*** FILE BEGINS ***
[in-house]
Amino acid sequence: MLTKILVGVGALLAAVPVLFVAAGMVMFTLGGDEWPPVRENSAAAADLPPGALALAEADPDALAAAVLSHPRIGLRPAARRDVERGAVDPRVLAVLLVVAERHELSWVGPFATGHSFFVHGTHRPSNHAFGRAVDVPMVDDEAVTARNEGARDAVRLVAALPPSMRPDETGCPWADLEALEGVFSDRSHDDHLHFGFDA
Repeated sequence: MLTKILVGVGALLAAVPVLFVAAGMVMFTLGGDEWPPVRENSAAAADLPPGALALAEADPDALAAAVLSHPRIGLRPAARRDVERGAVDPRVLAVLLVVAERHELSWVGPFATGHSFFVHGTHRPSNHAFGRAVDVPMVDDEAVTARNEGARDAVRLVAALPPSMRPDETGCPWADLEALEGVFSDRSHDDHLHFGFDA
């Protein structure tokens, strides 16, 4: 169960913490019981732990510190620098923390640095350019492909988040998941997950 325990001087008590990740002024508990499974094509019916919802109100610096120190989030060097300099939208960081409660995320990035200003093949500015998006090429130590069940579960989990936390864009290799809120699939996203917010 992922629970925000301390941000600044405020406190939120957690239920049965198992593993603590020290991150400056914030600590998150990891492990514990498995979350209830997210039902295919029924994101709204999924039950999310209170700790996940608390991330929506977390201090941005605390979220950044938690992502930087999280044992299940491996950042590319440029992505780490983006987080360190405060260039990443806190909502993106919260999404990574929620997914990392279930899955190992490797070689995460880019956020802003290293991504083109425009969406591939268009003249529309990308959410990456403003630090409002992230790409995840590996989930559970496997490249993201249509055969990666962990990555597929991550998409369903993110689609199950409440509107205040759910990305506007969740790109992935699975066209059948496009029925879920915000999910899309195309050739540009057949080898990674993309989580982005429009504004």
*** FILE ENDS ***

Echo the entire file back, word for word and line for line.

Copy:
[in-house]
Amino acid sequence: MLTKILVGVGALLAAVPVLFVAAGMVMFTLGGDEWPPVRENSAAAADLPPGALALAEADPDALAAAVLSHPRIGLRPAARRDVERGAVDPRVLAVLLVVAERHELSWVGPFATGHSFFVHGTHRPSNHAFGRAVDVPMVDDEAVTARNEGARDAVRLVAALPPSMRPDETGCPWADLEALEGVFSDRSHDDHLHFGFDA
Repeated sequence: MLTKILVGVGALLAAVPVLFVAAGMVMFTLGGDEWPPVRENSAAAADLPPGALALAEADPDALAAAVLSHPRIGLRPAARRDVERGAVDPRVLAVLLVVAERHELSWVGPFATGHSFFVHGTHRPSNHAFGRAVDVPMVDDEAVTARNEGARDAVRLVAALPPSMRPDETGCPWADLEALEGVFSDRSHDDHLHFGFDA
């Protein structure tokens, strides 16, 4: 169960913490019981732990510190620098923390640095350019492909988040998941997950 325990001087008590990740002024508990499974094509019916919802109100610096120190989030060097300099939208960081409660995320990035200003093949500015998006090429130590069940579960989990936390864009290799809120699939996203917010 992922629970925000301390941000600044405020406190939120957690239920049965198992593993603590020290991150400056914030600590998150990891492990514990498995979350209830997210039902295919029924994101709204999924039950999310209170700790996940608390991330929506977390201090941005605390979220950044938690992502930087999280044992299940491996950042590319440029992505780490983006987080360190405060260039990443806190909502993106919260999404990574929620997914990392279930899955190992490797070689995460880019956020802003290293991504083109425009969406591939268009003249529309990308959410990456403003630090409002992230790409995840590996989930559970496997490249993201249509055969990666962990990555597929991550998409369903993110689609199950409440509107205040759910990305506007969740790109992935699975066209059948496009029925879920915000999910899309195309050739540009057949080898990674993309989580982005429009504004």